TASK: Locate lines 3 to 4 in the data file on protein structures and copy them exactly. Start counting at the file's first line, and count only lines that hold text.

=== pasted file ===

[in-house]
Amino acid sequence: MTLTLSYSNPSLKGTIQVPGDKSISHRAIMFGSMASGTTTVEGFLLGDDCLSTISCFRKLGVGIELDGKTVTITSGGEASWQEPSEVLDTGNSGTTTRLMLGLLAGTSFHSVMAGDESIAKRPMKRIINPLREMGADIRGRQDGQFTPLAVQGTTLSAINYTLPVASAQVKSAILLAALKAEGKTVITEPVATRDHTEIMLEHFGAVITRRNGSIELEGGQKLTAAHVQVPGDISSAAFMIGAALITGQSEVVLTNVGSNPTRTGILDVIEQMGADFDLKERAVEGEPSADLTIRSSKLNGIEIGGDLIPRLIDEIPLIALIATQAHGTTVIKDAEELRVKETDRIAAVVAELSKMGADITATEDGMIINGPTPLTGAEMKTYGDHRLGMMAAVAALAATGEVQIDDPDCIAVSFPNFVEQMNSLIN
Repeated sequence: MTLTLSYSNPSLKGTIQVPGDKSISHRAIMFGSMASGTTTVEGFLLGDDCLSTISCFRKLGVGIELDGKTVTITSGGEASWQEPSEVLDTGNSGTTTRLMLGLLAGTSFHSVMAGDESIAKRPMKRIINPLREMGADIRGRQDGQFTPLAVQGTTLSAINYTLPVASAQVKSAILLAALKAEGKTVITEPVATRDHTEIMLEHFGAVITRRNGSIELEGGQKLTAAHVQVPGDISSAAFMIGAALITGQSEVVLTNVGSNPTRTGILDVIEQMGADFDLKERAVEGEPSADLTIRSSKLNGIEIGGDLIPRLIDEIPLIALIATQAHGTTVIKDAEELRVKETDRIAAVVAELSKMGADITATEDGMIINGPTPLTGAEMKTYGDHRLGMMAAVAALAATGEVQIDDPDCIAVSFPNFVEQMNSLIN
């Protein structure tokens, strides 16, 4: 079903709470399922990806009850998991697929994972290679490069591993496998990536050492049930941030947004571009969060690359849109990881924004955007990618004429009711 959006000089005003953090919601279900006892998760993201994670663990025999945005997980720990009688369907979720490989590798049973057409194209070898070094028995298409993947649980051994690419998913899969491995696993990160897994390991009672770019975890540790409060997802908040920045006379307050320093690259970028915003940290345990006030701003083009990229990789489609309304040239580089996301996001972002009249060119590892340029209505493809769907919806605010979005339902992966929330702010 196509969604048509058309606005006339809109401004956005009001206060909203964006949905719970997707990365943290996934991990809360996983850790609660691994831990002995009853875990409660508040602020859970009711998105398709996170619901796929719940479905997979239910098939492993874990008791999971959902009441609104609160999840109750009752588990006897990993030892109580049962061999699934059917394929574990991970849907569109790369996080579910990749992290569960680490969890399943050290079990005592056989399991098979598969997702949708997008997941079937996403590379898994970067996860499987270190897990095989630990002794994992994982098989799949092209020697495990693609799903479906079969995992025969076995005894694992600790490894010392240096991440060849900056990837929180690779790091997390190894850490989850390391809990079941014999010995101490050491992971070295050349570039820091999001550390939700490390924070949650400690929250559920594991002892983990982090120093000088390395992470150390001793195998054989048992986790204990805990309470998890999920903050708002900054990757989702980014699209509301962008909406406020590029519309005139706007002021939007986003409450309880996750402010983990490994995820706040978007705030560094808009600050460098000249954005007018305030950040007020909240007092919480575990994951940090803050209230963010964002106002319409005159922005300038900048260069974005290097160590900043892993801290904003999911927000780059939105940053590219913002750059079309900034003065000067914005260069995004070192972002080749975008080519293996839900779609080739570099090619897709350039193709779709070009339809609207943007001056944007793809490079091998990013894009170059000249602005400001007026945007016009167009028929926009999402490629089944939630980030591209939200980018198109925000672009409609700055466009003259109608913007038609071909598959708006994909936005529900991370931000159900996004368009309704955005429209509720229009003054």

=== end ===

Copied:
Repeated sequence: MTLTLSYSNPSLKGTIQVPGDKSISHRAIMFGSMASGTTTVEGFLLGDDCLSTISCFRKLGVGIELDGKTVTITSGGEASWQEPSEVLDTGNSGTTTRLMLGLLAGTSFHSVMAGDESIAKRPMKRIINPLREMGADIRGRQDGQFTPLAVQGTTLSAINYTLPVASAQVKSAILLAALKAEGKTVITEPVATRDHTEIMLEHFGAVITRRNGSIELEGGQKLTAAHVQVPGDISSAAFMIGAALITGQSEVVLTNVGSNPTRTGILDVIEQMGADFDLKERAVEGEPSADLTIRSSKLNGIEIGGDLIPRLIDEIPLIALIATQAHGTTVIKDAEELRVKETDRIAAVVAELSKMGADITATEDGMIINGPTPLTGAEMKTYGDHRLGMMAAVAALAATGEVQIDDPDCIAVSFPNFVEQMNSLIN
């Protein structure tokens, strides 16, 4: 079903709470399922990806009850998991697929994972290679490069591993496998990536050492049930941030947004571009969060690359849109990881924004955007990618004429009711 959006000089005003953090919601279900006892998760993201994670663990025999945005997980720990009688369907979720490989590798049973057409194209070898070094028995298409993947649980051994690419998913899969491995696993990160897994390991009672770019975890540790409060997802908040920045006379307050320093690259970028915003940290345990006030701003083009990229990789489609309304040239580089996301996001972002009249060119590892340029209505493809769907919806605010979005339902992966929330702010 196509969604048509058309606005006339809109401004956005009001206060909203964006949905719970997707990365943290996934991990809360996983850790609660691994831990002995009853875990409660508040602020859970009711998105398709996170619901796929719940479905997979239910098939492993874990008791999971959902009441609104609160999840109750009752588990006897990993030892109580049962061999699934059917394929574990991970849907569109790369996080579910990749992290569960680490969890399943050290079990005592056989399991098979598969997702949708997008997941079937996403590379898994970067996860499987270190897990095989630990002794994992994982098989799949092209020697495990693609799903479906079969995992025969076995005894694992600790490894010392240096991440060849900056990837929180690779790091997390190894850490989850390391809990079941014999010995101490050491992971070295050349570039820091999001550390939700490390924070949650400690929250559920594991002892983990982090120093000088390395992470150390001793195998054989048992986790204990805990309470998890999920903050708002900054990757989702980014699209509301962008909406406020590029519309005139706007002021939007986003409450309880996750402010983990490994995820706040978007705030560094808009600050460098000249954005007018305030950040007020909240007092919480575990994951940090803050209230963010964002106002319409005159922005300038900048260069974005290097160590900043892993801290904003999911927000780059939105940053590219913002750059079309900034003065000067914005260069995004070192972002080749975008080519293996839900779609080739570099090619897709350039193709779709070009339809609207943007001056944007793809490079091998990013894009170059000249602005400001007026945007016009167009028929926009999402490629089944939630980030591209939200980018198109925000672009409609700055466009003259109608913007038609071909598959708006994909936005529900991370931000159900996004368009309704955005429209509720229009003054």